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Tag Archives for " privacy policies "

Disaster apps share personal data in violation of their privacy policies

Madelyn Sanfilippo – professor in the School of Information Sciences at the University of Illinois at Urbana-Champaign – and a team of experts tracked the personal data sent by popular disaster apps and examined whether those practices conformed to their own privacy policies and government regulations.

The research team looked at 15 apps, selected based on their popularity or the fact that they were recommended in news articles or promoted by app markets. Researchers found that many of them ignore their own privacy policies, capture location data as the default setting as soon as the apps are launched and don’t identify all third parties that might receive personal data.

Source: Disaster apps share personal data in violation of their privacy policies

Zoom lied to users about end-to-end encryption for years, FTC says

Zoom has agreed to upgrade its security practices in a tentative settlement with the Federal Trade Commission, which alleges that Zoom lied to users for years by claiming it offered end-to-end encryption.

The FTC complaint says that Zoom claimed it offers end-to-end encryption in its June 2016 and July 2017 HIPAA compliance guides, which were intended for health-care industry users of the video conferencing service. Zoom also claimed it offered end-to-end encryption in a January 2019 white paper, in an April 2017 blog post, and in direct responses to inquiries from customers and potential customers, the complaint said.

Source: Zoom lied to users about end-to-end encryption for years, FTC says | Ars Technica

14% of Android app privacy policies contain contradictions about data collection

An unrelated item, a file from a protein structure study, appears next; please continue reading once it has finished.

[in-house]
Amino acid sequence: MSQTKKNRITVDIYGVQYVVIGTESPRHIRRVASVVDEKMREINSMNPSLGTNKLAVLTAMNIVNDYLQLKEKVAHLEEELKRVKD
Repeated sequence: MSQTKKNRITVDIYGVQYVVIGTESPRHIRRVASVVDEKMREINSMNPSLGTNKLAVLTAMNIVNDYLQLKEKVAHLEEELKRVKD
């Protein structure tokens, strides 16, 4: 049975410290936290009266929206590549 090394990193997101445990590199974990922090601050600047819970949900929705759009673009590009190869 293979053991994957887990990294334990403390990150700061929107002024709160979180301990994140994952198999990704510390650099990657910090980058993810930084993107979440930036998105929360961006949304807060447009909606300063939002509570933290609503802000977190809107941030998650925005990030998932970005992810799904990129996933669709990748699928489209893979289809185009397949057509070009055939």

An analysis of 11,430 Play Store apps found that 14.2% used a privacy policy with contradicting statements about user data collection practices.

Examples include privacy policies that stated in one section that they do not collect personal data, only to contradict themselves in subsequent sections, where they state they collect emails or customer names — which are clearly personally-idenfiable information. Self-contradictions can lead to the identification of deceptive statements, which are enforceable by the FTC and the DPAs (data protection authorities) of the EU.

Source: 14% of Android app privacy policies contain contradictions about data collection | ZDNet

Website privacy options aren’t much of a choice since they’re hard to find and use

Many sites offer the ability to ‘opt out’ of targeted advertisements, but doing so isn’t easy. Simplifying and standardizing opt-outs would help improve privacy on the web.

Privacy policy language is inconsistent and ambiguous. Key terms aren’t standardized across privacy policies on different sites. That makes it difficult for users to scan or search for key words or phrases that might help them understand their options.

Once someone does manage to opt-out, it’s not always clear what will happen. Even when the choices are clear, the pages are not always easy to use.

Full article: Website privacy options aren’t much of a choice since they’re hard to find and use

As Apple stakes out an aggressive pro-privacy stance, Google occupies middle ground

The ad industry has been bracing for more privacy-focused upheaval in the coming months, from lawmakers and data regulators or from privacy-zealous browsers. As Google has put forward alternative plans for a privacy-focused and ad-funded web, it has also been asking the industry for feedback. This is a markedly different approach to Apple’s muscular stance of ultimate user privacy by default.